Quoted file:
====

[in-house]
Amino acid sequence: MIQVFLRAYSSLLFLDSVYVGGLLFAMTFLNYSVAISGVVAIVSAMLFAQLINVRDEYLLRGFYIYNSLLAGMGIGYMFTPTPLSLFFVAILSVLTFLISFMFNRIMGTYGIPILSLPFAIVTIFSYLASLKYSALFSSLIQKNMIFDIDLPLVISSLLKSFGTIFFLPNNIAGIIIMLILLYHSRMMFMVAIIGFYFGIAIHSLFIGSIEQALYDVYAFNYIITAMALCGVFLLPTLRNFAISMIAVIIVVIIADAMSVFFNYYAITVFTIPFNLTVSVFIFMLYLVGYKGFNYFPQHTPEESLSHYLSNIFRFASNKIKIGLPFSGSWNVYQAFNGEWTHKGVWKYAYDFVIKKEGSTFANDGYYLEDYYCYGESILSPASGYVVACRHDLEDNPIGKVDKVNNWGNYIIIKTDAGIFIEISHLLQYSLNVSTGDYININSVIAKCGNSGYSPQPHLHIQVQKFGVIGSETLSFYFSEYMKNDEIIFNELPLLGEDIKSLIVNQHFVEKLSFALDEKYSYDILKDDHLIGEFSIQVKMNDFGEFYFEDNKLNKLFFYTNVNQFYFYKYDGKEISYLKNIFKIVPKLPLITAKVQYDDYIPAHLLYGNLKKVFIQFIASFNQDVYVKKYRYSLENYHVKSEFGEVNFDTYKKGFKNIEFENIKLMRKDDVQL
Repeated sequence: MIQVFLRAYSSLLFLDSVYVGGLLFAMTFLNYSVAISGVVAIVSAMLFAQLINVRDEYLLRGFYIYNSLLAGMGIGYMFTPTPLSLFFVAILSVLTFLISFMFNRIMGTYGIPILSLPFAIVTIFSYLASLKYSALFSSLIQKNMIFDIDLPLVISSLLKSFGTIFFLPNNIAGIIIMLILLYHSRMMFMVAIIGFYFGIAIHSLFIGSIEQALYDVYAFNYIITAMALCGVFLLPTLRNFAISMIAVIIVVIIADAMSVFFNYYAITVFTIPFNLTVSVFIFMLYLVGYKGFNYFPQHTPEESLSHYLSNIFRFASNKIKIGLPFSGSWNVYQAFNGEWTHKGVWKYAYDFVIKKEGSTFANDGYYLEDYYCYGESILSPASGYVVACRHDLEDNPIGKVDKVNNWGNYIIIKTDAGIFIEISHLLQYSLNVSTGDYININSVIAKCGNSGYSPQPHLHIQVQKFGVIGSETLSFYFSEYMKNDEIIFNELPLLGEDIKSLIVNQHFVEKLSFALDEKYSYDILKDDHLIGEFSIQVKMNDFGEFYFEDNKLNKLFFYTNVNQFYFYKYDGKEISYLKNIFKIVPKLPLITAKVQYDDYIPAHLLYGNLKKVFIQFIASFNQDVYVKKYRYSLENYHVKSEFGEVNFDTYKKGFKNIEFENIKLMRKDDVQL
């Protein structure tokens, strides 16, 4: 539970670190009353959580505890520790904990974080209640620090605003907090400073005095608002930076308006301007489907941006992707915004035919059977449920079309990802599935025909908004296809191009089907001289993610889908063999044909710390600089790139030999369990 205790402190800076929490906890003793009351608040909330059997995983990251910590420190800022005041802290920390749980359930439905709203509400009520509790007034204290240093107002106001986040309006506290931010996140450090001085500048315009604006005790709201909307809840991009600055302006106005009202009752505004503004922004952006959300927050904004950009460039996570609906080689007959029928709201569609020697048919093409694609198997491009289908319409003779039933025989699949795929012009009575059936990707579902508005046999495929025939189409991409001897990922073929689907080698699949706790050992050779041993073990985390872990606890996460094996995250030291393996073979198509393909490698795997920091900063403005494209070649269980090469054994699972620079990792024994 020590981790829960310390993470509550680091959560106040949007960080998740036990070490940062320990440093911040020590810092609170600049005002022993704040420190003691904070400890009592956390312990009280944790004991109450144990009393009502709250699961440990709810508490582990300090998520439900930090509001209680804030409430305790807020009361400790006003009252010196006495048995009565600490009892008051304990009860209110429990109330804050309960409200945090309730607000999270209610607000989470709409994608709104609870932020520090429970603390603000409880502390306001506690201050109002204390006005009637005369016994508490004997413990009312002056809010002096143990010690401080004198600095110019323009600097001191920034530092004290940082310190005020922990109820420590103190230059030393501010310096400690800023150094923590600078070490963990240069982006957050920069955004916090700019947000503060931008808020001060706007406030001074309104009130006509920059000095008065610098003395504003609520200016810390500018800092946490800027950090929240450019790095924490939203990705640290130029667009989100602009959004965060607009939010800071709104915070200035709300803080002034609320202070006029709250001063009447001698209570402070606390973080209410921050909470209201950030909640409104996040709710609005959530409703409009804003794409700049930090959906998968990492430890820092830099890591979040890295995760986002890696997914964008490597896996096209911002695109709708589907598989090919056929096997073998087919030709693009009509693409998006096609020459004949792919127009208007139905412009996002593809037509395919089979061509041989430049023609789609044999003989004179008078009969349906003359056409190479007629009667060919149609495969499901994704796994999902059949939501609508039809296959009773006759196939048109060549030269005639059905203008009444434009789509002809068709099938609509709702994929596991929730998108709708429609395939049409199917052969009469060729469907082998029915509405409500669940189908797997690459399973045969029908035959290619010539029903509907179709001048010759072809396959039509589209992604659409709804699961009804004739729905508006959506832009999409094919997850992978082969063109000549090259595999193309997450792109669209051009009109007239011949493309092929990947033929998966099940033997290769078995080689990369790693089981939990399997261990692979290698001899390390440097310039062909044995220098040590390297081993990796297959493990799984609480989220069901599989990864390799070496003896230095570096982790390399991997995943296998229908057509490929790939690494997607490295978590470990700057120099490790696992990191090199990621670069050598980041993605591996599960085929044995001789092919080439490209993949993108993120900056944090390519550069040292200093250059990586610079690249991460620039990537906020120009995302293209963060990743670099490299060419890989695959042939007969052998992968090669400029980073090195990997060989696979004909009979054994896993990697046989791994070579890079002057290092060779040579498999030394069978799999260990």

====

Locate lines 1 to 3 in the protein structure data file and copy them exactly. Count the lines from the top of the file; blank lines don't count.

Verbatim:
[in-house]
Amino acid sequence: MIQVFLRAYSSLLFLDSVYVGGLLFAMTFLNYSVAISGVVAIVSAMLFAQLINVRDEYLLRGFYIYNSLLAGMGIGYMFTPTPLSLFFVAILSVLTFLISFMFNRIMGTYGIPILSLPFAIVTIFSYLASLKYSALFSSLIQKNMIFDIDLPLVISSLLKSFGTIFFLPNNIAGIIIMLILLYHSRMMFMVAIIGFYFGIAIHSLFIGSIEQALYDVYAFNYIITAMALCGVFLLPTLRNFAISMIAVIIVVIIADAMSVFFNYYAITVFTIPFNLTVSVFIFMLYLVGYKGFNYFPQHTPEESLSHYLSNIFRFASNKIKIGLPFSGSWNVYQAFNGEWTHKGVWKYAYDFVIKKEGSTFANDGYYLEDYYCYGESILSPASGYVVACRHDLEDNPIGKVDKVNNWGNYIIIKTDAGIFIEISHLLQYSLNVSTGDYININSVIAKCGNSGYSPQPHLHIQVQKFGVIGSETLSFYFSEYMKNDEIIFNELPLLGEDIKSLIVNQHFVEKLSFALDEKYSYDILKDDHLIGEFSIQVKMNDFGEFYFEDNKLNKLFFYTNVNQFYFYKYDGKEISYLKNIFKIVPKLPLITAKVQYDDYIPAHLLYGNLKKVFIQFIASFNQDVYVKKYRYSLENYHVKSEFGEVNFDTYKKGFKNIEFENIKLMRKDDVQL
Repeated sequence: MIQVFLRAYSSLLFLDSVYVGGLLFAMTFLNYSVAISGVVAIVSAMLFAQLINVRDEYLLRGFYIYNSLLAGMGIGYMFTPTPLSLFFVAILSVLTFLISFMFNRIMGTYGIPILSLPFAIVTIFSYLASLKYSALFSSLIQKNMIFDIDLPLVISSLLKSFGTIFFLPNNIAGIIIMLILLYHSRMMFMVAIIGFYFGIAIHSLFIGSIEQALYDVYAFNYIITAMALCGVFLLPTLRNFAISMIAVIIVVIIADAMSVFFNYYAITVFTIPFNLTVSVFIFMLYLVGYKGFNYFPQHTPEESLSHYLSNIFRFASNKIKIGLPFSGSWNVYQAFNGEWTHKGVWKYAYDFVIKKEGSTFANDGYYLEDYYCYGESILSPASGYVVACRHDLEDNPIGKVDKVNNWGNYIIIKTDAGIFIEISHLLQYSLNVSTGDYININSVIAKCGNSGYSPQPHLHIQVQKFGVIGSETLSFYFSEYMKNDEIIFNELPLLGEDIKSLIVNQHFVEKLSFALDEKYSYDILKDDHLIGEFSIQVKMNDFGEFYFEDNKLNKLFFYTNVNQFYFYKYDGKEISYLKNIFKIVPKLPLITAKVQYDDYIPAHLLYGNLKKVFIQFIASFNQDVYVKKYRYSLENYHVKSEFGEVNFDTYKKGFKNIEFENIKLMRKDDVQL